No organization—for-profit or nonprofit—wants to experience a password breach. Unfortunately, it does happen and in recent years unauthorized access to companies’ databases has grown into a serious concern.

Over 1,000 data breaches occurred in 2016 alone, affecting millions of people. If our current security measures don’t get any better, many more organizations will face similar circumstances.

One way organizations can better prepare for and prevent password breaches is by implementing a plan of action to ensure that information is protected.

Here are six steps you can use to protect your information: 

  1. Create strong passwords.
  2. Use two-factor authentication and password alternatives.
  3. Delete old or inactive accounts.
  4. Make sure all your software is up-to-date
  5. Stay in the know about recent password breaches.
  6. Notify users and provide them with ways to protect their information.

Keep reading as we provide vital tips to secure your information after a password breach. For a more in-depth look at password security, check out our comprehensive guide!

Creating stronger credentials can help protect your information and prevent a password breach.

Password Breach Step #1: Create Strong Passwords

Why Creating Strong Passwords Protects Against Password Breaches

The first step your organization should take if you suspect a data breach is to change your passwords. In a recent study, it was revealed that 63% of confirmed data breaches involved unauthorized users taking advantage of weak or compromised passwords.

But just changing your passwords isn’t enough. Without enforcing security guidelines, your users are likely to create similar weak passwords that could leave your business susceptible to another attack. 

Even organizations that stick to high password standards might be using outdated best practices.

How to Create Better Passwords

The National Institute of Standards and Technology (NIST) recently published updates to their digital identity guidelines that advised companies to:

  • Avoid periodic password changes. Studies have shown that frequent password changes actually lead to weaker credentials. Users are more likely to create short, easy-to-guess passwords because they’re forced to create and remember a new password every couple of months.
  • Screen new passwords against lists of commonly used passwords. Companies just have to look at the most used passwords to see that users are still settling for convenience over security. To make things even worse many of these passwords have been compromised in previous breaches. Screening these passwords means that you can avoid using very weak passwords.
  • Remove arbitrary password complexity requirements. Asking users to include at least one uppercase letter, number, and symbol results in passwords like “Fido123!” and “Jessica1234%” which are very predictable and easy to crack.

Here are a few more do’s and don’ts your organization should follow:

To prevent a password breach, create better credentials with these guidelines.

Organizations need to drop these dated password guidelines and focus on what makes an account truly secure.

Passwords don’t necessarily need to be complex to be strong, but they should have at least 8 characters (the longer, the better) and be randomly generated with no dictionary words.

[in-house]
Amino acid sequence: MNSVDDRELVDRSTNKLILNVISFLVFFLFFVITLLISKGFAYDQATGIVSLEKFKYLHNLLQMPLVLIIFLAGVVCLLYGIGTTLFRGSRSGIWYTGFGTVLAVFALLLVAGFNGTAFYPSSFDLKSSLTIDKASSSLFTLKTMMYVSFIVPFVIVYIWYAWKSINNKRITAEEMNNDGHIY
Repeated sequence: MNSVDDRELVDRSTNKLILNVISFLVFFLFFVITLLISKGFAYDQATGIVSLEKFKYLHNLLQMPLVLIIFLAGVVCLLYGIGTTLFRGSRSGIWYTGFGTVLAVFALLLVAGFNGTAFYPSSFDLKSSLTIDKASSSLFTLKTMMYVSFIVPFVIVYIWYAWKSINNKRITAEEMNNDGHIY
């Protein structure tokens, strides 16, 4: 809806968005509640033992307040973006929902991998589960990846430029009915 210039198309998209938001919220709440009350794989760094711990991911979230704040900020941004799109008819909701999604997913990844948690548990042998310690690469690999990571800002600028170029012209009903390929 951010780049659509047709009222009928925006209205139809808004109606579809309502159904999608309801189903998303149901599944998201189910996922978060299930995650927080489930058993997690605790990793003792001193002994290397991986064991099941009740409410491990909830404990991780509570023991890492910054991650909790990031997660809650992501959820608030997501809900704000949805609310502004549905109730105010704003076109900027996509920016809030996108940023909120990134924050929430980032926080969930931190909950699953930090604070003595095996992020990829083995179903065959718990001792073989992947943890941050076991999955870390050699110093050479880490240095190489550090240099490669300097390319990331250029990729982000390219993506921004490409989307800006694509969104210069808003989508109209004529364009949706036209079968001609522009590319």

To protect information and prevent a password breach, use passwordless login systems.

Password Breach Step #2: Use Two-Factor Authentication and Password Alternatives

Why Two Factor Authentication Protects Against Password Breaches

Let’s face it: passwords aren’t very secure. Users need to understand how password security works to truly create a secure account. Plus, evolving technology makes it possible to crack even complex credentials.

Still not convinced? Check out this guide on why passwords won’t protect your website.

Implementing a second layer of security is a must for any organization that wants to protect itself from a password breach.

Two-factor authentication and passwordless login systems help to verify that users are who they say they are, making it difficult for unauthorized users to gain entry.

How to Use Other Authentication Methods

Essentially, two-factor authentication still requires accounts to have a username and password. When users enter their credentials., they’ll be asked to enter a unique code that’s usually sent via mobile phone.

Organizations should implement two-factor authentication to protect information from a password breach. You’ve probably used two-factor authentication before as it’s becoming a popular security feature. If your company’s email and software accounts offer two-factor authentication, enable it.

While it does take an extra step, cybercriminals will have a much harder time accessing your account. Even if your password becomes compromised, the hacker will still need your cell phone to complete the login process.

Passwordless login is very similar to two-factor authentication, but the process is more convenient because it takes out the extra step.

There are two popular types of password alternatives:

  • Email authentication, which uses the person’s primary email account to verify their identity.
  • Biometrics, which uses the person’s biology—fingerprint, iris, face—to grant access to an account.

For more detailed information on these options, @Pay has an in-depth look at even more password alternatives.

Depending on the type of method you choose, passwordless systems can be easy and inexpensive to implement.

Don’t just incorporate these additional layers of security internally; make two-factor authentication and passwordless login available to your patrons and donors as well.

Delete inactive accounts to protect your information from a password breach.

Password Breach Step #3: Delete Old or Inactive Accounts

Why Deleting Old Accounts Protects Against Password Breaches

With fewer accounts to maintain, your organization can protect itself from password breaches. Old and inactive accounts are just as likely to be compromised as active accounts.

Let’s say you have an old email account. It’s likely to have personal information like emails to your accounts when you requested a password change and possibly a few unprotected credentials.

Yes, it might be shocking to learn that 1 of 7 company users share their passwords with other users and these credentials are often shared via email. 

Moreover, older accounts tend to have weaker passwords because users were most likely following outdated guidelines or none at all.

How to Clear Out Old and Inactive Accounts

Your organization should conduct regular checks to remove any unused accounts and get your employees in the habit of deleting messages that link to other accounts. For instance, remove any password reset emails and messages that have account credentials (which should never be sent via email!).